The conclusion is pretty clear: The MAGA hats are complicit in evil for voting for Donald Trump. Anybody who helped elect Donald Trump isn’t part of their America. And just a few weeks ago another explosive moment in this narrative occurred.
But this time it wasn’t a “politician” rather it was someone from the exact same “journalistic” class as Charles Blow: CNN’s Don Lemon. And technically Lemon didn’t even say anything, he just laughed hysterically to the point of face planting on his desk. But he was laughing at a joke about not only Trump but Trump’s base being stupid.
So the GOP created a brilliant campaign ad that brings all this together with biting minimalist clarity. A small retro TV sits center stage while various incendiary clips roll. Noticeably the old rabbit ears can be seen. This isn’t the HD flat screen of the elites (that pretty much everyone owns now because they’re so affordable) it’s the small humble TV of Wonder Years America. They are essentially virtue signalling to the populists that we’re on your side. We see the world the way you see it, unrealistic nostalgia and all.
The first clip starts with the now infamous Don Lemon segment. Never Trump Republican Rick Wilson, condescension dripping from every word, says:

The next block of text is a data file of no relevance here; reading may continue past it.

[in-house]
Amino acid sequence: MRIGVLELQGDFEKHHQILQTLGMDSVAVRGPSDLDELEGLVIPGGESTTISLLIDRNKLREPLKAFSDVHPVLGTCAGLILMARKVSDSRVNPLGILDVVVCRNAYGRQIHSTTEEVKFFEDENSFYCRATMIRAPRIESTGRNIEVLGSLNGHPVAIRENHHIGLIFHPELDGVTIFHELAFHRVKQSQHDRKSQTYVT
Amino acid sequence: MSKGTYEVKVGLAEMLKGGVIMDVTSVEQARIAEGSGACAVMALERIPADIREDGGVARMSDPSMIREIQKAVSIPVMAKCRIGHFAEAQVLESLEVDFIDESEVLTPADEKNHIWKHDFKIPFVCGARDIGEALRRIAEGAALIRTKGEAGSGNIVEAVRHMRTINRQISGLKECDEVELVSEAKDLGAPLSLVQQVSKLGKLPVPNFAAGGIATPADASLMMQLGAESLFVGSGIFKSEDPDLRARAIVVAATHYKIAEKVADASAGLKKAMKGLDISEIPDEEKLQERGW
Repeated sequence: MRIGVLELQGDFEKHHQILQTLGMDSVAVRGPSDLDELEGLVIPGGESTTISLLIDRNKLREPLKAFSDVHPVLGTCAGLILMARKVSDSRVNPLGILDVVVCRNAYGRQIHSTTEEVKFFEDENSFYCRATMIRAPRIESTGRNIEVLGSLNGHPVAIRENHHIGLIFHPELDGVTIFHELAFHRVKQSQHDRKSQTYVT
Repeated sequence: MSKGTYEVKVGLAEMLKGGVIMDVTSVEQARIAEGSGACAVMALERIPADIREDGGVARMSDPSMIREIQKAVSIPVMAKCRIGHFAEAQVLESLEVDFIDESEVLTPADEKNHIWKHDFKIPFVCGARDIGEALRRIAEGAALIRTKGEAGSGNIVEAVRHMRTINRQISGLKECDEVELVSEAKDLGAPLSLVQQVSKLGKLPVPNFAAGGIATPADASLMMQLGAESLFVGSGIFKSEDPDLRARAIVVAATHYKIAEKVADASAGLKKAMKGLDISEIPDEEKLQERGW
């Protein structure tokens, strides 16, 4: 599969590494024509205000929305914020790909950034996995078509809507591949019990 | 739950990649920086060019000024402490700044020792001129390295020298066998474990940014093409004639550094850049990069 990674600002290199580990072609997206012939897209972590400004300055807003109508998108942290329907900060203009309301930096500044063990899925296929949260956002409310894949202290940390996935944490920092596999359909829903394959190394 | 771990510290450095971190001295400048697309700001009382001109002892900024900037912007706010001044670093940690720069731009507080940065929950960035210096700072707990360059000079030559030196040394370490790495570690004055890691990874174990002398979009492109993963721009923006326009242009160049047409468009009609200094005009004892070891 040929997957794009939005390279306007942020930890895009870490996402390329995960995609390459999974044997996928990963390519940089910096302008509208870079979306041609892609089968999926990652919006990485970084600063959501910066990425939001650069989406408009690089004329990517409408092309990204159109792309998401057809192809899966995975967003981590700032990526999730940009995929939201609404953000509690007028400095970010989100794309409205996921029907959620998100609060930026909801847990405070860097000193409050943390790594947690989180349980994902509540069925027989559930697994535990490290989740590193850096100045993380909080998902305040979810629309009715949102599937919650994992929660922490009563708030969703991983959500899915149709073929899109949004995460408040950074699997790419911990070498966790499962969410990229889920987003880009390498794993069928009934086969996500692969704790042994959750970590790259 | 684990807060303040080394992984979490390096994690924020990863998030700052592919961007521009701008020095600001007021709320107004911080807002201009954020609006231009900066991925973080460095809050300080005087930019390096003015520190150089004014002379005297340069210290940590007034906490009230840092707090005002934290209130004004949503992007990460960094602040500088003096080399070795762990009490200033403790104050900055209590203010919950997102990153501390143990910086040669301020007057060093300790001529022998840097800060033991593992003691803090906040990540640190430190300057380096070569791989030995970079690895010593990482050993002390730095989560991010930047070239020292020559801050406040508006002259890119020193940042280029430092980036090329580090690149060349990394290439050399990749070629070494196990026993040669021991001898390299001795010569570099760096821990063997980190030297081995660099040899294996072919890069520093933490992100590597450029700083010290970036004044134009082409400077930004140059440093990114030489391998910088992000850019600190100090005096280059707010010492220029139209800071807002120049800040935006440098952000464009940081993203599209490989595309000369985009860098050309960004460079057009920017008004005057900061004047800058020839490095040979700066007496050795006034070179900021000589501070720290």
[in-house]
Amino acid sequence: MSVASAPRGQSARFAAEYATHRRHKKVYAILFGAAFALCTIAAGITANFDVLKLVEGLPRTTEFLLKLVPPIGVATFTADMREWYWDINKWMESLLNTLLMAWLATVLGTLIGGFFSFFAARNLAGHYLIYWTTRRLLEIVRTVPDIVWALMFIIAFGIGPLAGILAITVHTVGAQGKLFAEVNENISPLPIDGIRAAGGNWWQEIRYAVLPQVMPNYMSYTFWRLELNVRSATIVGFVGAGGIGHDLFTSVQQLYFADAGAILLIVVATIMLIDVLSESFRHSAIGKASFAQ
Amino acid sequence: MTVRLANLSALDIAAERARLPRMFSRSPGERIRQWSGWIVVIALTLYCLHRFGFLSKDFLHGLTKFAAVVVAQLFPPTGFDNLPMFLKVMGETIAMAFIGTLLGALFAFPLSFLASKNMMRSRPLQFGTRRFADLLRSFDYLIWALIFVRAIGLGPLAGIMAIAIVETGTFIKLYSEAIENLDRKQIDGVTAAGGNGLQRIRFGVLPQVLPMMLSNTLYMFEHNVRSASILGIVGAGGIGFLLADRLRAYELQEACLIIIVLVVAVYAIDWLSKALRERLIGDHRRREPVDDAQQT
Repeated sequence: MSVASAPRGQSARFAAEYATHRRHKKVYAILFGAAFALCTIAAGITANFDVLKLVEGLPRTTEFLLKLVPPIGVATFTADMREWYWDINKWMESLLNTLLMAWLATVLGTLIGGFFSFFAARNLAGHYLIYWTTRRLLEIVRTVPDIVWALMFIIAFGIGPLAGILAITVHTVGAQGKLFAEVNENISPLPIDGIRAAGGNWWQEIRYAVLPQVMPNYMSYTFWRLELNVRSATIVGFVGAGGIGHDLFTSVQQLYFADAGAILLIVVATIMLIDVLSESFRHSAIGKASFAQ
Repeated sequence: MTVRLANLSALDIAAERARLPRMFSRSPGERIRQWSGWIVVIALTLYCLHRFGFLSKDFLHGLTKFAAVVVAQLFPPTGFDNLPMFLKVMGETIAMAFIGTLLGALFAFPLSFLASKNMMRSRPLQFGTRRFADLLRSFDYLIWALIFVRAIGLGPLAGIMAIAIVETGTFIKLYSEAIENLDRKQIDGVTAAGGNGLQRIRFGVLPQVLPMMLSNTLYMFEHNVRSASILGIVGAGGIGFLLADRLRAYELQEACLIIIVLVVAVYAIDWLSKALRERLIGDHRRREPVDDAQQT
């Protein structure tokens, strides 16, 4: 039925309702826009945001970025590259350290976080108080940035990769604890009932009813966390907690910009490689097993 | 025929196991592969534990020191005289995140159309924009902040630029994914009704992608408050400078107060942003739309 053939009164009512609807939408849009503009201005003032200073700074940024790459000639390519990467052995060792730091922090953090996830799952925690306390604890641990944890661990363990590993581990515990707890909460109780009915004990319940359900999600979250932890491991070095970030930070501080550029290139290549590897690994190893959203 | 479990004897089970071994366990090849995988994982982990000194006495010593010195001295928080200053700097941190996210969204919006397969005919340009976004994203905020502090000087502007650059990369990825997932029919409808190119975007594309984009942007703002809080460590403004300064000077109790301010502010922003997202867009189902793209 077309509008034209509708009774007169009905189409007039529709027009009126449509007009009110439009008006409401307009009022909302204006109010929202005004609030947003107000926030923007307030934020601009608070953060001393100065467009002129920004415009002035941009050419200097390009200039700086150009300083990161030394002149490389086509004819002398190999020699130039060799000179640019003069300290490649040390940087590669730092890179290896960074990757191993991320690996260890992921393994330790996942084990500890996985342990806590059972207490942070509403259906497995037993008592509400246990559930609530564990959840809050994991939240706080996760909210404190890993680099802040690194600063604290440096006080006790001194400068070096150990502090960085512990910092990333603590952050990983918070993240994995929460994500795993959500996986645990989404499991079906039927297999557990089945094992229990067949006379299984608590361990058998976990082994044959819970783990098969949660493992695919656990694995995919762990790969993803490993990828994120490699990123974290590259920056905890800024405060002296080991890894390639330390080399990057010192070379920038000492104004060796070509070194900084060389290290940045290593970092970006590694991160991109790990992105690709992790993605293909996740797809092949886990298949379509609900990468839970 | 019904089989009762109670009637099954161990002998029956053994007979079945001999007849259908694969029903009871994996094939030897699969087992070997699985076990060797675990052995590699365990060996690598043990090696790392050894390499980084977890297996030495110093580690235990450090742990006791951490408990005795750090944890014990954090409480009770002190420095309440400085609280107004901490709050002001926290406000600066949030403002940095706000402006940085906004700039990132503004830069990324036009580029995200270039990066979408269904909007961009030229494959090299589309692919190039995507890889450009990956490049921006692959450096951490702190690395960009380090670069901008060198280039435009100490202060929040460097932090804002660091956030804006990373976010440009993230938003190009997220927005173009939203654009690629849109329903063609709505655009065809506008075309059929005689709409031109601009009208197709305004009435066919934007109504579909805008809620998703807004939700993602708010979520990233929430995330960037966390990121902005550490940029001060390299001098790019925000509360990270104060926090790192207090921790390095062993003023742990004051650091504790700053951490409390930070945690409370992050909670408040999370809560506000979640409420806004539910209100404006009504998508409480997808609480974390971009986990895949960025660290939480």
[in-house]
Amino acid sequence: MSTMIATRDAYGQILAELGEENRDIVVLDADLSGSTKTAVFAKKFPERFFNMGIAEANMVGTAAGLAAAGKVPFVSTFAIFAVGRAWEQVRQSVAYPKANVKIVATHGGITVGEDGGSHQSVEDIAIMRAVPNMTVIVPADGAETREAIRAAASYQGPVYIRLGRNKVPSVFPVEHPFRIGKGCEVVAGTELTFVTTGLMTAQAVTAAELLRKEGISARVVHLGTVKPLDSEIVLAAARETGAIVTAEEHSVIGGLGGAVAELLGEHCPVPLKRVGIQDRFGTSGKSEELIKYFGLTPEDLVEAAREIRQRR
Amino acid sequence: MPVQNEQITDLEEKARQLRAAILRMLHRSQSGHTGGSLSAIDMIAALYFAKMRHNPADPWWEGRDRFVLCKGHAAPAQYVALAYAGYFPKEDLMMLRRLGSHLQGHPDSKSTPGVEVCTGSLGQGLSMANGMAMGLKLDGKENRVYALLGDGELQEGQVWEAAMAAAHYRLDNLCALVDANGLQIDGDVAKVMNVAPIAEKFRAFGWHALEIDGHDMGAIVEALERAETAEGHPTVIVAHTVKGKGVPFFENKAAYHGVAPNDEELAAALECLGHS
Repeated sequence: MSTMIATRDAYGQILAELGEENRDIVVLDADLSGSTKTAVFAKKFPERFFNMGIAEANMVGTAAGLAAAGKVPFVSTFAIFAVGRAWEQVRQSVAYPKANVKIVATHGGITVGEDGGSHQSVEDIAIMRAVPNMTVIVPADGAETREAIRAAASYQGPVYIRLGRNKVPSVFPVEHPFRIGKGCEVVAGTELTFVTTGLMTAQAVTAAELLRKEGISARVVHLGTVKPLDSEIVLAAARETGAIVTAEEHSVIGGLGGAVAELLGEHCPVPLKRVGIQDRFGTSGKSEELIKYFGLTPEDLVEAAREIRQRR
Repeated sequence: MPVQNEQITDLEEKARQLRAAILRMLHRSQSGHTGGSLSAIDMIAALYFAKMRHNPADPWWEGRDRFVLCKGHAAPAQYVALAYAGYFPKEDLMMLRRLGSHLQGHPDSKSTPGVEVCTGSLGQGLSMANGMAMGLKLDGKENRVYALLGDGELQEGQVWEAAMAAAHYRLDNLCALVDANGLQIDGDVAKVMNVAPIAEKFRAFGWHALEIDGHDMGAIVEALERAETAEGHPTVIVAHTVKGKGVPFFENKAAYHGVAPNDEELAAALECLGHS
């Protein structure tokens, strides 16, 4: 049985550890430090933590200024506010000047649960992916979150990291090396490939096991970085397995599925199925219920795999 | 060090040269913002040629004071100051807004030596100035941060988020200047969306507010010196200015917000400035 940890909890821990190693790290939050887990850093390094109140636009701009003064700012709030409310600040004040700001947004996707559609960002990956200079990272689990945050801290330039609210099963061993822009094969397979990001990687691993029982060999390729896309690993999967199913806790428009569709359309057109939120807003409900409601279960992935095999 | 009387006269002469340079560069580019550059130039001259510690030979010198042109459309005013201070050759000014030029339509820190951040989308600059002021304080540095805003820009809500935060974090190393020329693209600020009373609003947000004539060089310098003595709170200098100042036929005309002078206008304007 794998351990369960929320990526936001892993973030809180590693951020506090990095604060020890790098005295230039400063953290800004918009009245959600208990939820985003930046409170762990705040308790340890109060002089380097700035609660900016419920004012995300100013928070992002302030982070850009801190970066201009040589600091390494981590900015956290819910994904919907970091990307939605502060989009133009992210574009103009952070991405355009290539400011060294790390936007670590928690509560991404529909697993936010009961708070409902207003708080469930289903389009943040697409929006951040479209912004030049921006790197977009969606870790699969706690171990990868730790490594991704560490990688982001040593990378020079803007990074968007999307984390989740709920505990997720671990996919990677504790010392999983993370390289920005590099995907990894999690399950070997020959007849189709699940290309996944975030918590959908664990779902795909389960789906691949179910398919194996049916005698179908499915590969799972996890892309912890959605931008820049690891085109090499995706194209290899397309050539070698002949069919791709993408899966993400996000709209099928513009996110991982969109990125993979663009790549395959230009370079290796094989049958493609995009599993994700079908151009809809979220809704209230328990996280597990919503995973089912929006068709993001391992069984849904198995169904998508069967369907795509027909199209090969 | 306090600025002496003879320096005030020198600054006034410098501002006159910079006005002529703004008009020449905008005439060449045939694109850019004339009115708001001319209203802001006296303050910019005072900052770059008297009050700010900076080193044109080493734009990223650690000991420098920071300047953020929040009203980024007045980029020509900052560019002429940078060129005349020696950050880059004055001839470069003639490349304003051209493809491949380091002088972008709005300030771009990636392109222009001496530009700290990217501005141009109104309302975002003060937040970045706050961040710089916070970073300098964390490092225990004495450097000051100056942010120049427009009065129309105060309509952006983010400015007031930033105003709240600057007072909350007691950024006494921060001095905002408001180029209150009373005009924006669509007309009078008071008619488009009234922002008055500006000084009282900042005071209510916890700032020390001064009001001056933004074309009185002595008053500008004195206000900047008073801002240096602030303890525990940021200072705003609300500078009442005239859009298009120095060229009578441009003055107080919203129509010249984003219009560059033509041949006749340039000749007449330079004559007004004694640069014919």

“Donald Trump couldn’t find Ukraine on a map if you had the letter U and a picture of an actual physical crane next to it. He knows that this is, you know, an administration defined by ignorance of the world.”
This is followed by the basket of deplorables line with Clinton’s audience laughing and applauding her. Then back to Wilson, Lemon’s already face planted at the crane joke:
“And so that’s partly him playing to their base.”
In other words Wilson is saying Trump plays dumber than he is because his base is dumb. He’s playing down to his demographic support. The problem isn’t just him it’s the half of America that helped him. Then Pete Buttigieg enters expressing Charles Blow’s opinion on Trump almost verbatim:
“Anyone who supported this president is at best, looking the other way on racism, at best.”
Trump supporters are AT BEST indifferent to racism. Basically they are racists. Instead of just calling Trump a racist he’s going after his supporters. Back to Wilson:
“The incredulous boomer rube demo that backs Donald Trump that wants to think that (switches to a “Southern” accent) Donald Trump is the smart one y’all elitist are dumb.”
Again going after the supporter not Trump. Then MSNBC commentator Chris Matthews comes in saying:
“Trump loves the low information guy”
Then back to Don Lemon where leftist writer Wajahat Ali says:
“You elitist with your geography and your maps.”
Then Joe Biden: